Let’s face it. Fall is slowly rolling into winter, Halloween has passed, and the store shelves are chalk full of Christmas décor. That really just means one thing – it’s nearly the holiday season.
Now, as a small business owner this may not be your fiscal year end, but it’s the end of the year nonetheless; and that is likely to have some implications for your business.
What does that mean for your small business? It’s time to prepare, now.
But, let’s first go over what exactly the end of the year means for most business and small businesses, because it may mean different things for different businesses.
Let’s say, for example, that you’re a small consumer goods retailer in Vancouver, B.C. If you’re approaching the year end, it means that you need to have plenty of inventory to support the onslaught of eCommerce and in-store orders that you’re likely about to receive.
The same would be the case for a café or restaurant owner in Victoria. Be ready for business, and lots of it.
For these primarily B2C businesses throughout Vancouver and B.C., the main focus at the end of the year is to make sure you have the inventory, staffing, cash flow, and strategies ready to sustain yourself during the holiday season.
It also means that you’re going to want to plan your spending and saving in different areas of your business accordingly.
What do we mean?
Settle up with vendors and suppliers, be ready to spend on marketing and year-end promotions, establish spending policies with employees, and get ready to account for promotions and sales that you have during the season.
In short, there’s a lot that’s going to be happening during the end of the year as you serve those sale-crazy shoppers.
Now, however, let’s look at this end of the year from a different perspective.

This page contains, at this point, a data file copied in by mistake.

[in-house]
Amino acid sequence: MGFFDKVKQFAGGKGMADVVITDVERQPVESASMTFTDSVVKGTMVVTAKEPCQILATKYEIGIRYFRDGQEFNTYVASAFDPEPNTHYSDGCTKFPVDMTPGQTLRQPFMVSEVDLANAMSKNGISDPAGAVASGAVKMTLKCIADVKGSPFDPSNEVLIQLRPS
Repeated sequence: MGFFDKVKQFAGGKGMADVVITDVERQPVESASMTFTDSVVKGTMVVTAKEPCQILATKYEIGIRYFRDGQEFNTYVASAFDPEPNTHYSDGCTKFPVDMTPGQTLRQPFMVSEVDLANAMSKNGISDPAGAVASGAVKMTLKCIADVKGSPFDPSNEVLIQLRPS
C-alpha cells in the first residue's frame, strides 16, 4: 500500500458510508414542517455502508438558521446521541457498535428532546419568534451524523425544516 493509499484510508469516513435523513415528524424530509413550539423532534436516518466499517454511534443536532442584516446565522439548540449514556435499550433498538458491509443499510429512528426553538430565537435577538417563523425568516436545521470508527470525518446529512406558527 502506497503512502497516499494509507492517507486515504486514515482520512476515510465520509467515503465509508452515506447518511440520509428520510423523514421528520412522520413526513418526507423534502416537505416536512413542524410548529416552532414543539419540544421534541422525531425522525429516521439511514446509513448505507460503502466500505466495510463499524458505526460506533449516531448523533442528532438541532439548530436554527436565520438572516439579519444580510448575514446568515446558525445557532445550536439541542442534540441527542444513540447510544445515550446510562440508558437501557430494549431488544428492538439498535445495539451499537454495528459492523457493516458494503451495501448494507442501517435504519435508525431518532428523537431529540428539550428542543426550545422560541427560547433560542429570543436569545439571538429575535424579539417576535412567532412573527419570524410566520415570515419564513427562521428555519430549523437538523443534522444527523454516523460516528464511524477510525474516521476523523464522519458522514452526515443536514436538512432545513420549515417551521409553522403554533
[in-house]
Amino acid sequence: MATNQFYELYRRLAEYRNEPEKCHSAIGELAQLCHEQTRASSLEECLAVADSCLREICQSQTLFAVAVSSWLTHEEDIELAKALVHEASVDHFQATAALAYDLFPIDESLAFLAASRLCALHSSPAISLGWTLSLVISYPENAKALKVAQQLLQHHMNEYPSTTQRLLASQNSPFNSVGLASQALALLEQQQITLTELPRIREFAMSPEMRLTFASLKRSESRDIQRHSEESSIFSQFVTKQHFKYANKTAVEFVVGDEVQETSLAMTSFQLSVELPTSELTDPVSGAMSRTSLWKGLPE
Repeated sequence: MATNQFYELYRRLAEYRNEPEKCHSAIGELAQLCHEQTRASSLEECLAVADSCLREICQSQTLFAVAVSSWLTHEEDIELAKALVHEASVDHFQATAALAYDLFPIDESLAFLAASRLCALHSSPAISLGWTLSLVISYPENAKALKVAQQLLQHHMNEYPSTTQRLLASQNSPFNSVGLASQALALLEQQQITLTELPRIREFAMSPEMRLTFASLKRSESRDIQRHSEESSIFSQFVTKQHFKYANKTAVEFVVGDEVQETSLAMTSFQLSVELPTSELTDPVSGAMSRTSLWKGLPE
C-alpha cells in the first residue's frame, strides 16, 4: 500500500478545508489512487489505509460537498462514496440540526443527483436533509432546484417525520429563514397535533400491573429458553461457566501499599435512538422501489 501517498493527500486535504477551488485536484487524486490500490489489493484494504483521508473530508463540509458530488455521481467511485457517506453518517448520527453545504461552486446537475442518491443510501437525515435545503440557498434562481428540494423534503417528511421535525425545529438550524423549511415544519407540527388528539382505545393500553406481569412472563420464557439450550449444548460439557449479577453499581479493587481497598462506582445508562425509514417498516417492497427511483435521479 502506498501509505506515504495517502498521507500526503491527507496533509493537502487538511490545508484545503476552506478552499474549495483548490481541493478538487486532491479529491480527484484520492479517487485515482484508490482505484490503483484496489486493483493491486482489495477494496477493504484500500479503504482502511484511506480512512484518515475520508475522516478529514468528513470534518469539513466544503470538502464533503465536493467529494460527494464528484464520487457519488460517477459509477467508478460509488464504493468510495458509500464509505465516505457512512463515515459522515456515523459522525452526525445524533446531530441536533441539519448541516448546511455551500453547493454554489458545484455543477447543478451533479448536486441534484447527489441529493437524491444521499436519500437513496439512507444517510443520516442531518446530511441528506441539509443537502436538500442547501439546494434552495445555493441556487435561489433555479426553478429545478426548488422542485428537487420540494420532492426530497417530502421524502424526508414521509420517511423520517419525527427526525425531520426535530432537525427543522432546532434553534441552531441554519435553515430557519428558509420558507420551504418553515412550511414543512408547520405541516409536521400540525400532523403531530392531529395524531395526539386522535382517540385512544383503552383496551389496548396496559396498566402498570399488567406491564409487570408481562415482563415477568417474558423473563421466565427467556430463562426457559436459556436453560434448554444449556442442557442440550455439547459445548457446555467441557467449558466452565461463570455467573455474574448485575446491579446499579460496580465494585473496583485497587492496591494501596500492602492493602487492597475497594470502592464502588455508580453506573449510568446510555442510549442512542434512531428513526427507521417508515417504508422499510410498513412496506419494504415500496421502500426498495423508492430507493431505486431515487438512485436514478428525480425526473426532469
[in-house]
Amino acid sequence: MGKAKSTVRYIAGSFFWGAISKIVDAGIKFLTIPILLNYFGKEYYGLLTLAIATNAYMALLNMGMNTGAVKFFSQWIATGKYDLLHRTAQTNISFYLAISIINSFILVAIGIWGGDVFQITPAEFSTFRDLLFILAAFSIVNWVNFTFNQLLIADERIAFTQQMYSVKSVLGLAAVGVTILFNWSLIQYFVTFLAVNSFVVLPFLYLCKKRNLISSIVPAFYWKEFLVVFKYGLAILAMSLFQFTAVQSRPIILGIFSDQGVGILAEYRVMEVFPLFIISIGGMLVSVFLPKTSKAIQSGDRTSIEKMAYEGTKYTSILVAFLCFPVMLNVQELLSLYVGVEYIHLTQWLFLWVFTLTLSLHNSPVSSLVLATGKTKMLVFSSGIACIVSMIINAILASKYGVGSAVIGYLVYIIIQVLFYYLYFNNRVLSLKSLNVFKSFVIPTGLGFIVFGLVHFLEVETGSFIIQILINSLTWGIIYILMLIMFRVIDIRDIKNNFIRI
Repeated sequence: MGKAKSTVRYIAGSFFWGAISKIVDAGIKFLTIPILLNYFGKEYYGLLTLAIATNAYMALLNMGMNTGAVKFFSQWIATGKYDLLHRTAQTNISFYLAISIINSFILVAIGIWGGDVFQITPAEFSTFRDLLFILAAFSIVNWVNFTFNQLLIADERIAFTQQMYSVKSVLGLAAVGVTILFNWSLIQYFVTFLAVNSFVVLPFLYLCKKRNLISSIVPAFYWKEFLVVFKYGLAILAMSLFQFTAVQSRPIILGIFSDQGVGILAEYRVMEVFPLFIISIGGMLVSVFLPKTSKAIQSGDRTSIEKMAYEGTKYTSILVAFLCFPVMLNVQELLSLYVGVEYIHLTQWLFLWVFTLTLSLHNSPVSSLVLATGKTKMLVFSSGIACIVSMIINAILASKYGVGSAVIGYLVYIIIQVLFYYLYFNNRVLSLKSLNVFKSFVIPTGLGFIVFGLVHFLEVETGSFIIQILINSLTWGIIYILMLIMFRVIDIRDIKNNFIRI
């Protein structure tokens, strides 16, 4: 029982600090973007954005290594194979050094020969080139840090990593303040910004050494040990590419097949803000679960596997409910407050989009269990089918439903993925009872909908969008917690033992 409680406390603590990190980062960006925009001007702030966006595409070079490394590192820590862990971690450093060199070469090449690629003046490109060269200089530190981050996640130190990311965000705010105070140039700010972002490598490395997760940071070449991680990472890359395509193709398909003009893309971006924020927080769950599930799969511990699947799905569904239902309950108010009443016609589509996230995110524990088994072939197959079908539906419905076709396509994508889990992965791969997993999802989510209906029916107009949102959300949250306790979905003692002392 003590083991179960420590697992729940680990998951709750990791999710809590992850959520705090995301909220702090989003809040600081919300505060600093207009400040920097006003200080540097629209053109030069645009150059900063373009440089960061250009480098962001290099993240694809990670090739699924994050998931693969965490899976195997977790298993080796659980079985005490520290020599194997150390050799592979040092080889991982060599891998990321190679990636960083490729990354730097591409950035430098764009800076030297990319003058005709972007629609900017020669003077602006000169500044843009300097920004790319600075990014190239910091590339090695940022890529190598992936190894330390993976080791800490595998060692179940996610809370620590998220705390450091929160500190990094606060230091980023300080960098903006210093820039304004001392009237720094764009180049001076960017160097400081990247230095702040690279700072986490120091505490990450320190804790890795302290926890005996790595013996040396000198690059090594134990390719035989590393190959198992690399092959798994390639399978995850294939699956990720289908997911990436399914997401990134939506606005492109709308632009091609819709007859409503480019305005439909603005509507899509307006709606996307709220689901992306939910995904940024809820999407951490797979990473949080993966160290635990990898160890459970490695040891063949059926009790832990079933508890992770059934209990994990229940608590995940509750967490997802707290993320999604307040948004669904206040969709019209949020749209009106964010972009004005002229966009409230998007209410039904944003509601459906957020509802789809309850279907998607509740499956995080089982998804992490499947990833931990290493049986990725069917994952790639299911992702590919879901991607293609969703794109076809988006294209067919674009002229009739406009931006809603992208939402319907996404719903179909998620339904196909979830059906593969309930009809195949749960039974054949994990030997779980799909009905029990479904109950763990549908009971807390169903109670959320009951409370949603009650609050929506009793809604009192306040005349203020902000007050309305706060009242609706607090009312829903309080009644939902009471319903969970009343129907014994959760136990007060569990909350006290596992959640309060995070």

We’re talking about B2B small businesses and companies—again, primarily throughout the Vancouver area.
As a small business operating in the B2B market during the holidays (think, accountants, warehouses, marketers, and other professional services), the focus will be fairly similar—albeit with some slight changes.
Most small B2B companies aren’t going to be focusing on accounting for sales, and spending on various promotions for their storefronts.
Of course, they may decorate for their staff during the holidays, but that’s a different story altogether.
Rather, the holiday-season accounting focus for most B2B small businesses is going to be focused on reconciling their accounts, collecting on all receivables, managing payables, and financing, and making sure that their books are (mostly) settled during the holiday season.
The fact of the matter is that most businesses are going to be shutting down for the greater parts of the holiday season, and most consumers aren’t going to be as picky during this season (except, of course for those last-minute shoppers who are buying their Christmas Eve presents because “they get a better deal”).